The SBA Office of Native American Affairs Enhancement and Modernization Act is part of a bipartisan four-bill package aimed at giving minority business owners greater access to SBA resources. 

“Running a small business is tough. It’s tougher when federal resources overwhelmingly go to a select group of people, businesses, and places,” Hickenlooper said in a statement. “We must break down barriers that diverse businesses and businesspeople face and that’s exactly what these bills do.”

While NCAIED’s focus remains primarily on the ONAA bill, James also lauded Hickenlooper’s proposed “MicroCapSBIC Designation,” cosponsored with Sen. Jim Risch, R-Idaho.

That bill aims to improve minority access to the SBA’s Small Business Investment Company program, under which investors in small business can qualify for SBA funding. Hickenlooper’s bill would create a designation called “MicroCapSBIC” under that program to serve as an entry-level SBIC license for investors who don’t meet existing licensing requirements. 

Specifically, the designation would not require previous fund management experience, but rather “proven business expertise and a track record of successful business management,” according to Hickenlooper’s office. In addition, SBICs with the “Micro” designation would be required to invest half of their capital in “smaller enterprises” and a quarter of that capital in rural and underserved communities.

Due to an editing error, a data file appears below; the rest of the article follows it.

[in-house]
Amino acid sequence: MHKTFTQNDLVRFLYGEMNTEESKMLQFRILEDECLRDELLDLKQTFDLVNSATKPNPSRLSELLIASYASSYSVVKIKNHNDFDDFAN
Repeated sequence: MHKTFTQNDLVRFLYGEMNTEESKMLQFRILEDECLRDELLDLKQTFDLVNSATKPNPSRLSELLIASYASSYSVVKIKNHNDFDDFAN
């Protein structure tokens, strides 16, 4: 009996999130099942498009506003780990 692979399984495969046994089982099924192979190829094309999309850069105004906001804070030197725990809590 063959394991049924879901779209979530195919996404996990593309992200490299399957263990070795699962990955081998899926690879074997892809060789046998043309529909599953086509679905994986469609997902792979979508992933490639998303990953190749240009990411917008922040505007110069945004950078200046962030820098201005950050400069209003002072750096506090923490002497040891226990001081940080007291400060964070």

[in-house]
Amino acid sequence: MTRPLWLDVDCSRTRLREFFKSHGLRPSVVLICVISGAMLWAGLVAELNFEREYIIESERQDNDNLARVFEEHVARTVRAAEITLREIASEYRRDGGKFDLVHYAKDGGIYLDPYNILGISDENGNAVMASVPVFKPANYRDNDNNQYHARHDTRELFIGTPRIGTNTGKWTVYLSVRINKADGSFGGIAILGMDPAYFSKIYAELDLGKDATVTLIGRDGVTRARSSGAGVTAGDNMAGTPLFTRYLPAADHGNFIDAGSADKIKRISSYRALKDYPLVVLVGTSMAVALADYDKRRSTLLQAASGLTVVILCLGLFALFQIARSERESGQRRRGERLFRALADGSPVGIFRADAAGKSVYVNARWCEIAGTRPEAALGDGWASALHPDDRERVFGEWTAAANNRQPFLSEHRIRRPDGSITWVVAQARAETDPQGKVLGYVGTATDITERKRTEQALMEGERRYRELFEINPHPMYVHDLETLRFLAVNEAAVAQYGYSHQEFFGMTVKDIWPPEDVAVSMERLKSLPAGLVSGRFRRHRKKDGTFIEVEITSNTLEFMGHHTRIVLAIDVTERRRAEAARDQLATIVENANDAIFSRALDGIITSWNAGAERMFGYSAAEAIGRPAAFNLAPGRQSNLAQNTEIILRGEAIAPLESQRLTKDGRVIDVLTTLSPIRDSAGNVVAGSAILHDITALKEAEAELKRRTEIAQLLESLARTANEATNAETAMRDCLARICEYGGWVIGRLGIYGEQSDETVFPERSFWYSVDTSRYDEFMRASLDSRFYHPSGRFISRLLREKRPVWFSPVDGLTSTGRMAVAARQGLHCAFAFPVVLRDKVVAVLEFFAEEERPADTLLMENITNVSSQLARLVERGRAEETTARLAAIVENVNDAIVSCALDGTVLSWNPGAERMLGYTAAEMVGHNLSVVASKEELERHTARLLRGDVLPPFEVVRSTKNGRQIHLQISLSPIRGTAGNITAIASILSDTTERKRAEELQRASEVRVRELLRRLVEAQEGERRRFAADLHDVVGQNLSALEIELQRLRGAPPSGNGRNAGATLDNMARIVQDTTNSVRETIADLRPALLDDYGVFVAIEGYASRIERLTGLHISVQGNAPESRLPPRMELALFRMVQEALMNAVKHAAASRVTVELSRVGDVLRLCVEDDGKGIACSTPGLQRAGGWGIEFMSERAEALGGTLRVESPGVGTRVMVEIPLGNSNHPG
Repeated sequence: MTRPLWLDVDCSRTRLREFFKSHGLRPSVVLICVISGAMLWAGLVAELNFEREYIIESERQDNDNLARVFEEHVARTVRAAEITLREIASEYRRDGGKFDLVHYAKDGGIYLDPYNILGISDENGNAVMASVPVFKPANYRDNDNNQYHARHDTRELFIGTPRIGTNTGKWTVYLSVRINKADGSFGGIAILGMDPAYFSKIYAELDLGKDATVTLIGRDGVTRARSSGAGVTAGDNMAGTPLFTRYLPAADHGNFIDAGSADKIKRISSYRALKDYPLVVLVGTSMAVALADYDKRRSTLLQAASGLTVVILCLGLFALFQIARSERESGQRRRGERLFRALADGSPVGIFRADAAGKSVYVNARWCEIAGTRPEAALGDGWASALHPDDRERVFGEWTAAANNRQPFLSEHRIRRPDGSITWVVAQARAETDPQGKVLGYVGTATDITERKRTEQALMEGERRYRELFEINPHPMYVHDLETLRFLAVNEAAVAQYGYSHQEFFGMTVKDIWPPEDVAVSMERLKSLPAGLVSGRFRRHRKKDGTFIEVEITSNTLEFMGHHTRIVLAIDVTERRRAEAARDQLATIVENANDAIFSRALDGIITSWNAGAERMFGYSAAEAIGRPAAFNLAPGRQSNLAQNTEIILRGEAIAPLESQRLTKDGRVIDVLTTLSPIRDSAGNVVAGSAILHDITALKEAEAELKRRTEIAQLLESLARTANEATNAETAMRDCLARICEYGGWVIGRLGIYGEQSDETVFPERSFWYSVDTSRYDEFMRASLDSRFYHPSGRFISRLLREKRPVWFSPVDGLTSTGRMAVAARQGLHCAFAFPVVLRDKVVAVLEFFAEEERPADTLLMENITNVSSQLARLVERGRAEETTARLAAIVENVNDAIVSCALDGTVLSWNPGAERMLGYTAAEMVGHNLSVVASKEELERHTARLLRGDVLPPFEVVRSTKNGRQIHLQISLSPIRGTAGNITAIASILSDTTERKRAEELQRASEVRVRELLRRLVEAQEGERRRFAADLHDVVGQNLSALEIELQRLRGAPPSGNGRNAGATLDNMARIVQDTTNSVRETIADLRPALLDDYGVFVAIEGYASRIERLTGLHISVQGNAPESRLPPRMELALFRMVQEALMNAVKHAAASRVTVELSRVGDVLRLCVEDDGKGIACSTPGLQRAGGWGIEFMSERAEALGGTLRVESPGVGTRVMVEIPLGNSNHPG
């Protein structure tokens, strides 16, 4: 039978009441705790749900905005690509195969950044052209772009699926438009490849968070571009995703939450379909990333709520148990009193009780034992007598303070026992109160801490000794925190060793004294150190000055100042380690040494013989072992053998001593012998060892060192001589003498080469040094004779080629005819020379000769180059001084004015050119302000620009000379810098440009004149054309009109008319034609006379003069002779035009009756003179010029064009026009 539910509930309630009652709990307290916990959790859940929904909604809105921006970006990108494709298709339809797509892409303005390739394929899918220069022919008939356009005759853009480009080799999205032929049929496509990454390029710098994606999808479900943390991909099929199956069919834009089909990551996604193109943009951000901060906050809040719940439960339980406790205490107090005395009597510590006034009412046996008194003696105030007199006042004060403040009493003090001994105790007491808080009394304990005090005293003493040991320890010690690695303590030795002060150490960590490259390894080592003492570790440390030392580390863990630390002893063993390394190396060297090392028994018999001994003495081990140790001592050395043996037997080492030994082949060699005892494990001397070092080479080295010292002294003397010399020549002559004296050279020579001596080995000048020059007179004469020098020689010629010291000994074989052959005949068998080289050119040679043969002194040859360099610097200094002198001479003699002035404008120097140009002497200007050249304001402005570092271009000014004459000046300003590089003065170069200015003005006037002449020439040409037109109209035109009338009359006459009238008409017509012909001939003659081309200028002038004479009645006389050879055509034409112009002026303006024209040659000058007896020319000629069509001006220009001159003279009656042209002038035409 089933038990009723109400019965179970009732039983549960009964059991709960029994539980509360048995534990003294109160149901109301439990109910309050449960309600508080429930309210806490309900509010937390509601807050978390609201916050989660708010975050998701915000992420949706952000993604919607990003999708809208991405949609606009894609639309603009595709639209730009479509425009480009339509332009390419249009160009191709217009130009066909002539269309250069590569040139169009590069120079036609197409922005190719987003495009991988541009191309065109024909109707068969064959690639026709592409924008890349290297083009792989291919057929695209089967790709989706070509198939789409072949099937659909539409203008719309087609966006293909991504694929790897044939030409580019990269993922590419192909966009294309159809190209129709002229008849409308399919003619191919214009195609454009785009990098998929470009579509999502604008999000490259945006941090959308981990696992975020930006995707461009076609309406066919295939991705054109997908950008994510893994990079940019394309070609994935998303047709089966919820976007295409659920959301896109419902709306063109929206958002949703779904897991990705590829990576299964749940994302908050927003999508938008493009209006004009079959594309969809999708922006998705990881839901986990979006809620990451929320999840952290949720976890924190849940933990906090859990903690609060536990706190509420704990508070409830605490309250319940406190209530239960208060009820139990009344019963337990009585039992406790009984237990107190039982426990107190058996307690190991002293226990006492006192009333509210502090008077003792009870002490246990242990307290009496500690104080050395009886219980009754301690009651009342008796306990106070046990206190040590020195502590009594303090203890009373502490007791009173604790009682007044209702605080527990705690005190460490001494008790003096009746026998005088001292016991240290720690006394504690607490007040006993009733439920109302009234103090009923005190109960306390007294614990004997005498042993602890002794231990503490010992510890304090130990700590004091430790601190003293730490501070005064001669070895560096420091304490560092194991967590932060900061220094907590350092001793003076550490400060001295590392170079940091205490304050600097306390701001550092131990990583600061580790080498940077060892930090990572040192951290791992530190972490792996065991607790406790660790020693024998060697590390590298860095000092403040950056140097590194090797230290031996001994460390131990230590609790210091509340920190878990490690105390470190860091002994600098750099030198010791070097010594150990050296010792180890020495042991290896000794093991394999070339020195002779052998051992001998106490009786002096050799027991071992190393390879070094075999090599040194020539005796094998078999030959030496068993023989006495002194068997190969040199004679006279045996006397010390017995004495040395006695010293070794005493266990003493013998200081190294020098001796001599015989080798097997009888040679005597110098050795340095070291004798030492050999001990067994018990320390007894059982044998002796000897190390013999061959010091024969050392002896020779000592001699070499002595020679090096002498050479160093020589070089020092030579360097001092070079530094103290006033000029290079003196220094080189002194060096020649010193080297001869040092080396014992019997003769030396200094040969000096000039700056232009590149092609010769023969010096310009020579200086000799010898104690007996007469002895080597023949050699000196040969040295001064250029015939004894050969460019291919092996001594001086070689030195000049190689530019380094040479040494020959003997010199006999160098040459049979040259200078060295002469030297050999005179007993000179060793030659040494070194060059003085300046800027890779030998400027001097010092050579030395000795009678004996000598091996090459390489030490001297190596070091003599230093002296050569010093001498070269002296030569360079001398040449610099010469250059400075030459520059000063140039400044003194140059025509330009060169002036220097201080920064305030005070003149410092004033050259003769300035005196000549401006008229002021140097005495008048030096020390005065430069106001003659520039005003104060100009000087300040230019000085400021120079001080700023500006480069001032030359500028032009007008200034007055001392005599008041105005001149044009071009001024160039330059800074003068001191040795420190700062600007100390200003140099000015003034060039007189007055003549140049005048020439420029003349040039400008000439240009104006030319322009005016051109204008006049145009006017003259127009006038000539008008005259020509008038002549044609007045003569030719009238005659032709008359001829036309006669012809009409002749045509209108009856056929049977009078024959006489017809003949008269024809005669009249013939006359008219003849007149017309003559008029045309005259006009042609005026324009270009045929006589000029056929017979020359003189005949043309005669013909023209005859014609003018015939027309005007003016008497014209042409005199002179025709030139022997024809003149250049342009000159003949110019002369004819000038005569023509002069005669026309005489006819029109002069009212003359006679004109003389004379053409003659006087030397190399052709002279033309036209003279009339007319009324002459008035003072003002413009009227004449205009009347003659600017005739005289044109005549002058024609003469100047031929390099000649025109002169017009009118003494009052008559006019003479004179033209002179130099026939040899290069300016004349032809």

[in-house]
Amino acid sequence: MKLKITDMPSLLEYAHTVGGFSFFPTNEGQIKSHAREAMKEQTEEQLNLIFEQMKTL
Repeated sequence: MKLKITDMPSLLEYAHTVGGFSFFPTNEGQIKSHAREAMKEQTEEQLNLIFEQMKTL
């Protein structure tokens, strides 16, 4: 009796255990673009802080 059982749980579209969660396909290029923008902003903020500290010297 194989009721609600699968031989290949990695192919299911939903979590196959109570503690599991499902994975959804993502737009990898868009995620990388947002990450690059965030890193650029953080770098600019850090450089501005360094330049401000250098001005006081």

Given the remote locations of many Native American reservations, and the subsequent lack of access to capital as a result, expanding rural access to the SBIC program marks an important step for Indian Country, James said. 

“How can you do anything in the business world if you can’t get access to capital? If you want to start a business, expand your business, if you want to buy a business — if you can’t get the ability to get enough capital, then it’s very difficult to do those things,” James said. “Primarily, when you’re trying to open a business on the reservation, having those programs that can help support the business by providing a loan guarantee is critical for those reservation-based businesses, rural businesses.”

James said ensuring Native Americans have access to those programs also highlighted the need for an administrative position within the ONAA.

“If folks for whatever reason can’t access those programs because there’s some issue with rules, then those need to be addressed,” he said. “We really need to make sure we have the appropriate level — that one-on-one with the administration, with the chief of staff, with the decision makers.”

James cited the bipartisan nature of the bills as hopefully clearing the way for Congress to pass them quickly.

“Hickenlooper has really worked to make these four bills bipartisan and I think that’s really important to get this across the goal line,” James said.

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About The Author
Chez Oxendine
Staff Writer
Chez Oxendine (Lumbee-Cheraw) is a staff writer for Tribal Business News focusing on Native entrepreneurship, small business development, and the gaming industry. Based in Tulsa, Okla., Oxendine was previously a contributing writer for Native News Online, and his journalism has been featured in the Fort Gibson Times, Muskogee Phoenix, Baconian Magazine, Source Magazine and Oklahoma Magazine, among others.